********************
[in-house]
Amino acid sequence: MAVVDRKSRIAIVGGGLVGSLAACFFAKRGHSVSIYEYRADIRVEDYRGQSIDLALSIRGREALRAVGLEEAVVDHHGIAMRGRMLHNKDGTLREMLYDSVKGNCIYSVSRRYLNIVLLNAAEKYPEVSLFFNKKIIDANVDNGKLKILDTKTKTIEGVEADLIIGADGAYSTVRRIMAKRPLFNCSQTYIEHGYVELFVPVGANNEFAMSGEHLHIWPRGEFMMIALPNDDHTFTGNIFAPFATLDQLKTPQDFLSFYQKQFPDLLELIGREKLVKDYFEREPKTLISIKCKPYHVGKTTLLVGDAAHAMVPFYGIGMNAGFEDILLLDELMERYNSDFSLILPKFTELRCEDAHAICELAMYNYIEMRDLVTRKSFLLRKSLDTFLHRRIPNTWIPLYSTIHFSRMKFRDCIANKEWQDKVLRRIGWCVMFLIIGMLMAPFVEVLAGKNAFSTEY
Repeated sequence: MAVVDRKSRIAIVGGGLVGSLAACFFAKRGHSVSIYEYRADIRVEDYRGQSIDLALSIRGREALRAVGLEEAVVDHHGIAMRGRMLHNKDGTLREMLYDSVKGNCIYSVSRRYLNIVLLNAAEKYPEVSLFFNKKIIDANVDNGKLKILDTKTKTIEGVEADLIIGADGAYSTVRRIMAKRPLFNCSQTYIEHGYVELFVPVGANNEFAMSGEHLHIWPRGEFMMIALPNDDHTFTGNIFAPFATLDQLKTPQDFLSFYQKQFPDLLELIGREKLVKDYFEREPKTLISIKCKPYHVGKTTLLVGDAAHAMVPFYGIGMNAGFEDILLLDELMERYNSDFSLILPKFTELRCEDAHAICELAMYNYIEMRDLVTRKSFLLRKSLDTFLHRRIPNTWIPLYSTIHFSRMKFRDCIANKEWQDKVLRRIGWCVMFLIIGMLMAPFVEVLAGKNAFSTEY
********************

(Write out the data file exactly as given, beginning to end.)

[in-house]
Amino acid sequence: MAVVDRKSRIAIVGGGLVGSLAACFFAKRGHSVSIYEYRADIRVEDYRGQSIDLALSIRGREALRAVGLEEAVVDHHGIAMRGRMLHNKDGTLREMLYDSVKGNCIYSVSRRYLNIVLLNAAEKYPEVSLFFNKKIIDANVDNGKLKILDTKTKTIEGVEADLIIGADGAYSTVRRIMAKRPLFNCSQTYIEHGYVELFVPVGANNEFAMSGEHLHIWPRGEFMMIALPNDDHTFTGNIFAPFATLDQLKTPQDFLSFYQKQFPDLLELIGREKLVKDYFEREPKTLISIKCKPYHVGKTTLLVGDAAHAMVPFYGIGMNAGFEDILLLDELMERYNSDFSLILPKFTELRCEDAHAICELAMYNYIEMRDLVTRKSFLLRKSLDTFLHRRIPNTWIPLYSTIHFSRMKFRDCIANKEWQDKVLRRIGWCVMFLIIGMLMAPFVEVLAGKNAFSTEY
Repeated sequence: MAVVDRKSRIAIVGGGLVGSLAACFFAKRGHSVSIYEYRADIRVEDYRGQSIDLALSIRGREALRAVGLEEAVVDHHGIAMRGRMLHNKDGTLREMLYDSVKGNCIYSVSRRYLNIVLLNAAEKYPEVSLFFNKKIIDANVDNGKLKILDTKTKTIEGVEADLIIGADGAYSTVRRIMAKRPLFNCSQTYIEHGYVELFVPVGANNEFAMSGEHLHIWPRGEFMMIALPNDDHTFTGNIFAPFATLDQLKTPQDFLSFYQKQFPDLLELIGREKLVKDYFEREPKTLISIKCKPYHVGKTTLLVGDAAHAMVPFYGIGMNAGFEDILLLDELMERYNSDFSLILPKFTELRCEDAHAICELAMYNYIEMRDLVTRKSFLLRKSLDTFLHRRIPNTWIPLYSTIHFSRMKFRDCIANKEWQDKVLRRIGWCVMFLIIGMLMAPFVEVLAGKNAFSTEY